After eviction:

  1. Change the locks and alarm codes.
  2. Begin to trace the tenant.
  3. Take tenant to small claims court to recover any outstanding debts (note this should be assessed using a cost-benefit analysis to determine the worth of pursuing this action).

Figure 1:Procedure for dealing with an absconded tenant

Lawfully ending the tenancy

The lawful way of ending an AST is to serve the tenant a section 21 and/or section 8 notice detailing the grounds on which you seek possession.  There is a prescribed procedure to end an AST which must be followed exactly, in order for the landlord to successfully regain possession of the property.  As this article focuses on absconding tenants, it will not outline the detail of the eviction process.

Once the eviction has been granted by the county court it is recommended the locks and alarm codes for the property are immediately changed and the property is prepared for let.

Recovering any financial loses

If you have sustained financial loses, you may want to pursue these through the county court.  A county court has the power to order a County Court Judgement (CCJ) against the tenant. A CCJ makes getting credit and future tenancies difficult for the tenant.  In addition, an attachment  can be made on the former tenants earnings, whereby, a set amount is deducted directly from the earnings of the tenant, until their debt is repaid.  However, there are costs involved in pursuing this course of action and the likelihood of success must be considered against these costs.  For example, if the costs of gaining an attachment to the tenant’s earnings was £300 and the tenant repaid the arears plus the costs at ten pounds per month, it would take 30 months (2 ¼ years) just to pay off the costs of gaining the attachments to earnings.

In addition to pursuing the tenant through the county court, it is possible to hire a company to trace the tenant.  Such companies often offer a recovery service, whereby they trace the tenant and recovery your loses, on a no win, no fee basis.  There is also the possibility of selling the landlords debt to a debt recovery specialist, however, it is unlikely the landlord will get more than 30 to 40 pence for every pound of debt the tenant owes.  Again, these measures need to be critically assessed to determine whether their cost in terms of time and money are acceptable.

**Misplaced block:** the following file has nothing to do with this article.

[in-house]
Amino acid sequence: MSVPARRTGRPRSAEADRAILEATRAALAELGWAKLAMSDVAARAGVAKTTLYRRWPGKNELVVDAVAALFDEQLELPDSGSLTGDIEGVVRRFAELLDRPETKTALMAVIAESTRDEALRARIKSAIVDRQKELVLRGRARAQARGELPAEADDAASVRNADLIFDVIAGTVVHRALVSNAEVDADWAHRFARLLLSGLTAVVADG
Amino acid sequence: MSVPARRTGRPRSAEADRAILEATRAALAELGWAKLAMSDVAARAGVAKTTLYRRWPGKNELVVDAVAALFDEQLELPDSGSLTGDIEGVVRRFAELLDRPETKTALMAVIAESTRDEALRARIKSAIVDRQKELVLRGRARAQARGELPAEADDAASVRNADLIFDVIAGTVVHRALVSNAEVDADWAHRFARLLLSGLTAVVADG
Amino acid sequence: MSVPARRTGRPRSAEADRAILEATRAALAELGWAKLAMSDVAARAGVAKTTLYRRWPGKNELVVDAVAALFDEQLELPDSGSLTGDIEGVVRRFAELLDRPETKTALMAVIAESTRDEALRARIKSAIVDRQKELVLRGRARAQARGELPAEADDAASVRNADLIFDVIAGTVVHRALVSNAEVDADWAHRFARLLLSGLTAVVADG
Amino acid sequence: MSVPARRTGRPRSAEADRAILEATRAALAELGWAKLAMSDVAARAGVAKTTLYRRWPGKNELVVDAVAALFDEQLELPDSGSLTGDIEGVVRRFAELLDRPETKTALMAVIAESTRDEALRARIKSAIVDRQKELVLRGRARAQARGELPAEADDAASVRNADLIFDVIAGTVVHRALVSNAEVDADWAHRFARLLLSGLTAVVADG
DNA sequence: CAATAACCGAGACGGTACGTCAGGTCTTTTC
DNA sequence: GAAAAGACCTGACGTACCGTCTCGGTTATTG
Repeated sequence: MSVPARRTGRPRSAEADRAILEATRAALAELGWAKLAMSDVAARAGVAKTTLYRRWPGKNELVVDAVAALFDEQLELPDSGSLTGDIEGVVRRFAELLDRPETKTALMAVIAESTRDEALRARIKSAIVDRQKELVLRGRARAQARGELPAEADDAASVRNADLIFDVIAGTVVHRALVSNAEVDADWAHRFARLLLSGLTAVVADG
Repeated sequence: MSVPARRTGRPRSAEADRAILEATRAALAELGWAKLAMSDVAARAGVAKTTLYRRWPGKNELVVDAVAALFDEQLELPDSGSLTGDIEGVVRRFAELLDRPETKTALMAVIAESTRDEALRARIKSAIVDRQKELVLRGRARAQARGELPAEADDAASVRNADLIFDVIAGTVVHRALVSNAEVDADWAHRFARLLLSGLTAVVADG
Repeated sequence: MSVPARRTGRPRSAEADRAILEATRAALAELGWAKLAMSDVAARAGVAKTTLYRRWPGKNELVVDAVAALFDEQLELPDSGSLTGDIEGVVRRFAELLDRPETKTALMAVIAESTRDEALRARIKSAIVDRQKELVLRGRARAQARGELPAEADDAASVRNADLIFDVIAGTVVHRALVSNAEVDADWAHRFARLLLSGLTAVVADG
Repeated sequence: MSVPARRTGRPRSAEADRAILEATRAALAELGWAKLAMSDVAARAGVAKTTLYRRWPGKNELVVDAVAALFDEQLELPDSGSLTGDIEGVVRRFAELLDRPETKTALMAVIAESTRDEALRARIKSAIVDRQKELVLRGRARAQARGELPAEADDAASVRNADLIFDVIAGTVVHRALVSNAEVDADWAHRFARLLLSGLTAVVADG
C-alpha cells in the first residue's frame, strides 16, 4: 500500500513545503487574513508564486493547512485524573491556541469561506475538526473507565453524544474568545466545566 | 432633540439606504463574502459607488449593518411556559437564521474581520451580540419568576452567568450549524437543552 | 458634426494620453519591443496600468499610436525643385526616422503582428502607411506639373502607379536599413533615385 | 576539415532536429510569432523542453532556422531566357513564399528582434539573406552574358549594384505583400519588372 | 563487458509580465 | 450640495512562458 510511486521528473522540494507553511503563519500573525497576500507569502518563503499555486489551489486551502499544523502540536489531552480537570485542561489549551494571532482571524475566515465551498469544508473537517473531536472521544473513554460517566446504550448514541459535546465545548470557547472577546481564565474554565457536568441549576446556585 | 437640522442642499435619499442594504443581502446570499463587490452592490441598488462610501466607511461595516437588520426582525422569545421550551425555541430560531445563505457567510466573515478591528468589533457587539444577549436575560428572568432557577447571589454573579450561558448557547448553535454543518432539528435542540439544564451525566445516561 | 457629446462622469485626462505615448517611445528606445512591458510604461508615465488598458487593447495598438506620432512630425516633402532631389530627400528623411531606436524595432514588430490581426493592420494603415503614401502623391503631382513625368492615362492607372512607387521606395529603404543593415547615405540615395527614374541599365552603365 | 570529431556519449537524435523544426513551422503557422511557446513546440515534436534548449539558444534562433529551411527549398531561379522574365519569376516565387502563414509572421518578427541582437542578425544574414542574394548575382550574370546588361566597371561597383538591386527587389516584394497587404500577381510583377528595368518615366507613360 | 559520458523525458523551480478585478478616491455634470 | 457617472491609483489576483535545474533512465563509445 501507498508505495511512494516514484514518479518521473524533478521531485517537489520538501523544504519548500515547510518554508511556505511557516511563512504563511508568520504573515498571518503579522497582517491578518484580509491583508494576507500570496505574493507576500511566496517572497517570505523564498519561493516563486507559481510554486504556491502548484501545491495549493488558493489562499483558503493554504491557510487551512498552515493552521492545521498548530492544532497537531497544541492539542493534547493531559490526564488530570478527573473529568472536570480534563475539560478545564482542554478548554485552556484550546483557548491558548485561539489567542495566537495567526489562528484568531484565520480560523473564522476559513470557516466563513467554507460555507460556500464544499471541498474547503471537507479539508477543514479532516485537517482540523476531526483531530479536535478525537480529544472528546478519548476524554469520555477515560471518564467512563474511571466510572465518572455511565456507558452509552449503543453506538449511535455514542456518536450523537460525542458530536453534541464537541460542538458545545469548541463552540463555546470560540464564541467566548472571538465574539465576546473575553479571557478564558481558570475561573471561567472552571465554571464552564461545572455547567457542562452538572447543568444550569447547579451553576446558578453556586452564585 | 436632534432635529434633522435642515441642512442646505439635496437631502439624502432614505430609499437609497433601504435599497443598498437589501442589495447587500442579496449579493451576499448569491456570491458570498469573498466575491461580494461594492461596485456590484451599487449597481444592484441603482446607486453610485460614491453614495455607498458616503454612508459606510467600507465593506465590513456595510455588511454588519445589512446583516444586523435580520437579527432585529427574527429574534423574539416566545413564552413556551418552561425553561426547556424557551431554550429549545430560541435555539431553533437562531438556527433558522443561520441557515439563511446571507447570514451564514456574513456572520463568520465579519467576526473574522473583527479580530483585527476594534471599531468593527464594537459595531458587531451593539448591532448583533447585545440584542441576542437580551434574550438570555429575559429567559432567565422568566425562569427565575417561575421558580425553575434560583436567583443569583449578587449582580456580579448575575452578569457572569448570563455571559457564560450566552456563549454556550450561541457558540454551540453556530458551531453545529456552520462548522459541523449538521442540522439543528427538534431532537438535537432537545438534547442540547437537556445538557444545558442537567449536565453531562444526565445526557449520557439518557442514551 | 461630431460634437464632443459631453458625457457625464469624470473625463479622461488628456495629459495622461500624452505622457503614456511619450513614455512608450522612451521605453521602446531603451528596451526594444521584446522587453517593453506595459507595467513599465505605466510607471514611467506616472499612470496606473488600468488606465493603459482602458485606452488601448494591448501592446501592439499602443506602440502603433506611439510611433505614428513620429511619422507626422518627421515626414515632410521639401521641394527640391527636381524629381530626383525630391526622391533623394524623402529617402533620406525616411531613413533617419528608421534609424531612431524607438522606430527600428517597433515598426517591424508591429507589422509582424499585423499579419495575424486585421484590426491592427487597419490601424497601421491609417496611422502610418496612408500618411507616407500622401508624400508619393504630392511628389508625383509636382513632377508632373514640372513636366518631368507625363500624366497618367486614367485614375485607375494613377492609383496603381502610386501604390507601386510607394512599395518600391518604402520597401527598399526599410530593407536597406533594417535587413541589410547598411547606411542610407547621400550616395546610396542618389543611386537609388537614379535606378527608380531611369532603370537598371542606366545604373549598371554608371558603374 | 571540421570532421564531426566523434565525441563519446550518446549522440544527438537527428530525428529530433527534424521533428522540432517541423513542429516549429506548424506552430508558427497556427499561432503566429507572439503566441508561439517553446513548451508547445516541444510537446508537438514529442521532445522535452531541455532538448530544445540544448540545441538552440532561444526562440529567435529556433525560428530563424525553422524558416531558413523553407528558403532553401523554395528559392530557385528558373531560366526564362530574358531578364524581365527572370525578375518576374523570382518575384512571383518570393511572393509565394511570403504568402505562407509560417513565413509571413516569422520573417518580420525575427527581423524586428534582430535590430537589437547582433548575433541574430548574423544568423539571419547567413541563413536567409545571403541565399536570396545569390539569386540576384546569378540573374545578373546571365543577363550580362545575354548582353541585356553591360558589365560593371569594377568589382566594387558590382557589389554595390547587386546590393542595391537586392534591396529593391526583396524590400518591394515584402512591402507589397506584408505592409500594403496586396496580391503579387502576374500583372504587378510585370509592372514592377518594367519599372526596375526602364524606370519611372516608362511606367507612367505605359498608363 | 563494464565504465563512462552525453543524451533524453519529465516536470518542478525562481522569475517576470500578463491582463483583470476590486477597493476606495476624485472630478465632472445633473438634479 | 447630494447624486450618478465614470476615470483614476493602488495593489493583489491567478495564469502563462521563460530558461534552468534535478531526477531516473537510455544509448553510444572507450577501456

Protecting yourself from absconding tenants

It is almost impossible to protect yourself from absconding tenants, however, there are precautions that you can take and systems you can adopt which mean the risk of you experiencing this situation are reduced.

These actions come at the very start of the tenancy and hinge on the way tenants are vetted and the documentation used to rent a property.  It is recommended all landlords use a tenant application form and insist on seeing, not only two forms of ID but bank statements and previous utility bills.  Always ask for a guarantor and vet them using the same strict vetting procedures you would a tenant.  In addition, use a detailed inventory which is supplemented by photographic and preferably video evidence incase there are any instances of theft.  These procedures will minimise the risk of absconding tenants and help ensure a high quality tenant.


In summary, being a long term landlord means there is a high chance you will experience an absconding tenant.  However, with the correct systems and vetting procedures when you start a tenancy and following the correct procedure when ending the tenancy the disruption will be minimised.